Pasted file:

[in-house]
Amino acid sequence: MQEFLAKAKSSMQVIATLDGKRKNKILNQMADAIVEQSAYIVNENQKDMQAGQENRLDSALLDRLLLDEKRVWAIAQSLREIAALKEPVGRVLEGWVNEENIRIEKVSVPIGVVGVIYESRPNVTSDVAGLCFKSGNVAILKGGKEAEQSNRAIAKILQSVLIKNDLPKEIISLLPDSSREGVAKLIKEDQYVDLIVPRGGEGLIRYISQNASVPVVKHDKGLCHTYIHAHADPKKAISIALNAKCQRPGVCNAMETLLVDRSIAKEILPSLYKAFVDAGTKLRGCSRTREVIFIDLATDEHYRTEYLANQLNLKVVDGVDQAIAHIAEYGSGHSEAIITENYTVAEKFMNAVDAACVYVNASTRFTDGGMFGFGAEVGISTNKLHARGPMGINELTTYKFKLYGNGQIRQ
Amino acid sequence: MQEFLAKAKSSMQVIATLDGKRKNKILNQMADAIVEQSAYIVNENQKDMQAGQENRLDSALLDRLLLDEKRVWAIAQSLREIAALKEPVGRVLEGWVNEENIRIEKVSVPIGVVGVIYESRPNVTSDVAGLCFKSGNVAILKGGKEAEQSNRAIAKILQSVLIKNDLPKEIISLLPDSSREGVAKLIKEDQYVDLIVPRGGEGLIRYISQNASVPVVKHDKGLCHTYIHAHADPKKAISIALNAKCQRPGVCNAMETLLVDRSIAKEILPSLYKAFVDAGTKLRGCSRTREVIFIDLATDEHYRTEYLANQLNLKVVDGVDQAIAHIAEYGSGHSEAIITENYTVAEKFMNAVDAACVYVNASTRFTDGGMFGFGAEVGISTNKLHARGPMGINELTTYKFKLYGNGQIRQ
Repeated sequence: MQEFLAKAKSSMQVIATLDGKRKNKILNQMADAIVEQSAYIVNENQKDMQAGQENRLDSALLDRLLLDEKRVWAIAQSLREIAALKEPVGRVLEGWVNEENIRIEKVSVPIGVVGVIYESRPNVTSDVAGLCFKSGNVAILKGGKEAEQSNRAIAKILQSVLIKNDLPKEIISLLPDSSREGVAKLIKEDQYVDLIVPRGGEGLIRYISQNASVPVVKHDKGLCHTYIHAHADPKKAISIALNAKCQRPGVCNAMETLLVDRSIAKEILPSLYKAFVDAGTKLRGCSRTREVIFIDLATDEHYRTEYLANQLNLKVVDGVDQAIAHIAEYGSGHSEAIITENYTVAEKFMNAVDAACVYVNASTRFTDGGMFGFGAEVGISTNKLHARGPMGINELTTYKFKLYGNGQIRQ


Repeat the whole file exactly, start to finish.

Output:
[in-house]
Amino acid sequence: MQEFLAKAKSSMQVIATLDGKRKNKILNQMADAIVEQSAYIVNENQKDMQAGQENRLDSALLDRLLLDEKRVWAIAQSLREIAALKEPVGRVLEGWVNEENIRIEKVSVPIGVVGVIYESRPNVTSDVAGLCFKSGNVAILKGGKEAEQSNRAIAKILQSVLIKNDLPKEIISLLPDSSREGVAKLIKEDQYVDLIVPRGGEGLIRYISQNASVPVVKHDKGLCHTYIHAHADPKKAISIALNAKCQRPGVCNAMETLLVDRSIAKEILPSLYKAFVDAGTKLRGCSRTREVIFIDLATDEHYRTEYLANQLNLKVVDGVDQAIAHIAEYGSGHSEAIITENYTVAEKFMNAVDAACVYVNASTRFTDGGMFGFGAEVGISTNKLHARGPMGINELTTYKFKLYGNGQIRQ
Amino acid sequence: MQEFLAKAKSSMQVIATLDGKRKNKILNQMADAIVEQSAYIVNENQKDMQAGQENRLDSALLDRLLLDEKRVWAIAQSLREIAALKEPVGRVLEGWVNEENIRIEKVSVPIGVVGVIYESRPNVTSDVAGLCFKSGNVAILKGGKEAEQSNRAIAKILQSVLIKNDLPKEIISLLPDSSREGVAKLIKEDQYVDLIVPRGGEGLIRYISQNASVPVVKHDKGLCHTYIHAHADPKKAISIALNAKCQRPGVCNAMETLLVDRSIAKEILPSLYKAFVDAGTKLRGCSRTREVIFIDLATDEHYRTEYLANQLNLKVVDGVDQAIAHIAEYGSGHSEAIITENYTVAEKFMNAVDAACVYVNASTRFTDGGMFGFGAEVGISTNKLHARGPMGINELTTYKFKLYGNGQIRQ
Repeated sequence: MQEFLAKAKSSMQVIATLDGKRKNKILNQMADAIVEQSAYIVNENQKDMQAGQENRLDSALLDRLLLDEKRVWAIAQSLREIAALKEPVGRVLEGWVNEENIRIEKVSVPIGVVGVIYESRPNVTSDVAGLCFKSGNVAILKGGKEAEQSNRAIAKILQSVLIKNDLPKEIISLLPDSSREGVAKLIKEDQYVDLIVPRGGEGLIRYISQNASVPVVKHDKGLCHTYIHAHADPKKAISIALNAKCQRPGVCNAMETLLVDRSIAKEILPSLYKAFVDAGTKLRGCSRTREVIFIDLATDEHYRTEYLANQLNLKVVDGVDQAIAHIAEYGSGHSEAIITENYTVAEKFMNAVDAACVYVNASTRFTDGGMFGFGAEVGISTNKLHARGPMGINELTTYKFKLYGNGQIRQ